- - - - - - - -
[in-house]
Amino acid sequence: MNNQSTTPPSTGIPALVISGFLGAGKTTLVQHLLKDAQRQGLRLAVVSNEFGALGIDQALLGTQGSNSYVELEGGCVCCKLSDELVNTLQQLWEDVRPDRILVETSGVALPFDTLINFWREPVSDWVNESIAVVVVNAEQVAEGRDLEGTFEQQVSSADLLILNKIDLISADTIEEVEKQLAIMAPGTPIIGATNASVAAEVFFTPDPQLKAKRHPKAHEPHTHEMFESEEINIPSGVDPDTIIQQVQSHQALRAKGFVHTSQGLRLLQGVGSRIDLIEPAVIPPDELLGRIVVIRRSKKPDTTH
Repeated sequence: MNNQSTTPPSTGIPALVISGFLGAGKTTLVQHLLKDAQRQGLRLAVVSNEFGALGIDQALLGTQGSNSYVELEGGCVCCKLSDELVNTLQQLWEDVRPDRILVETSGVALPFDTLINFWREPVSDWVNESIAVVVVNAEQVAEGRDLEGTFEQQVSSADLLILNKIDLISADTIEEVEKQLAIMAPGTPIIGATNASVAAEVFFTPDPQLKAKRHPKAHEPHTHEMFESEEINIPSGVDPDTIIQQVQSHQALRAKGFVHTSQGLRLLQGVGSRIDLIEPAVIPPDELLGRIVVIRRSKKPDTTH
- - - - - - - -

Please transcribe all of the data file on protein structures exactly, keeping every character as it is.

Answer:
[in-house]
Amino acid sequence: MNNQSTTPPSTGIPALVISGFLGAGKTTLVQHLLKDAQRQGLRLAVVSNEFGALGIDQALLGTQGSNSYVELEGGCVCCKLSDELVNTLQQLWEDVRPDRILVETSGVALPFDTLINFWREPVSDWVNESIAVVVVNAEQVAEGRDLEGTFEQQVSSADLLILNKIDLISADTIEEVEKQLAIMAPGTPIIGATNASVAAEVFFTPDPQLKAKRHPKAHEPHTHEMFESEEINIPSGVDPDTIIQQVQSHQALRAKGFVHTSQGLRLLQGVGSRIDLIEPAVIPPDELLGRIVVIRRSKKPDTTH
Repeated sequence: MNNQSTTPPSTGIPALVISGFLGAGKTTLVQHLLKDAQRQGLRLAVVSNEFGALGIDQALLGTQGSNSYVELEGGCVCCKLSDELVNTLQQLWEDVRPDRILVETSGVALPFDTLINFWREPVSDWVNESIAVVVVNAEQVAEGRDLEGTFEQQVSSADLLILNKIDLISADTIEEVEKQLAIMAPGTPIIGATNASVAAEVFFTPDPQLKAKRHPKAHEPHTHEMFESEEINIPSGVDPDTIIQQVQSHQALRAKGFVHTSQGLRLLQGVGSRIDLIEPAVIPPDELLGRIVVIRRSKKPDTTH